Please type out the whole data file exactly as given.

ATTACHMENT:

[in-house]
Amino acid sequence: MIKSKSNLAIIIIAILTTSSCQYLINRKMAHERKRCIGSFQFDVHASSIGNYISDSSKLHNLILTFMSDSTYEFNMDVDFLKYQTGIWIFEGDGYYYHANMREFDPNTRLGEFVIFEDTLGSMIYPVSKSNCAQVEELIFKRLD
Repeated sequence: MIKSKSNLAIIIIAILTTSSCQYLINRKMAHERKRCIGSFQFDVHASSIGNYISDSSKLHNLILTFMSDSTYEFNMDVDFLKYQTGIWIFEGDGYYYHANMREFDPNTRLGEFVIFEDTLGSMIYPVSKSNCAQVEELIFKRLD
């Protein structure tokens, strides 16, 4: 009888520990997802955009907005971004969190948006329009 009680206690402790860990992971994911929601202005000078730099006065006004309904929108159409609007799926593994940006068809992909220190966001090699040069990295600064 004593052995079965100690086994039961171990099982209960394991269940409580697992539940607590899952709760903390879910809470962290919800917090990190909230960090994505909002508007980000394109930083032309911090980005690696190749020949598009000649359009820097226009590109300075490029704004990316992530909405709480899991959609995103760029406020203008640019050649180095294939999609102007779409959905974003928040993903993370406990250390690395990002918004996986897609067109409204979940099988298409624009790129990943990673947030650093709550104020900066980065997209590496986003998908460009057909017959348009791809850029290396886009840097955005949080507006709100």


[in-house]
Amino acid sequence: MIKSKSNLAIIIIAILTTSSCQYLINRKMAHERKRCIGSFQFDVHASSIGNYISDSSKLHNLILTFMSDSTYEFNMDVDFLKYQTGIWIFEGDGYYYHANMREFDPNTRLGEFVIFEDTLGSMIYPVSKSNCAQVEELIFKRLD
Repeated sequence: MIKSKSNLAIIIIAILTTSSCQYLINRKMAHERKRCIGSFQFDVHASSIGNYISDSSKLHNLILTFMSDSTYEFNMDVDFLKYQTGIWIFEGDGYYYHANMREFDPNTRLGEFVIFEDTLGSMIYPVSKSNCAQVEELIFKRLD
């Protein structure tokens, strides 16, 4: 009888520990997802955009907005971004969190948006329009 009680206690402790860990992971994911929601202005000078730099006065006004309904929108159409609007799926593994940006068809992909220190966001090699040069990295600064 004593052995079965100690086994039961171990099982209960394991269940409580697992539940607590899952709760903390879910809470962290919800917090990190909230960090994505909002508007980000394109930083032309911090980005690696190749020949598009000649359009820097226009590109300075490029704004990316992530909405709480899991959609995103760029406020203008640019050649180095294939999609102007779409959905974003928040993903993370406990250390690395990002918004996986897609067109409204979940099988298409624009790129990943990673947030650093709550104020900066980065997209590496986003998908460009057909017959348009791809850029290396886009840097955005949080507006709100």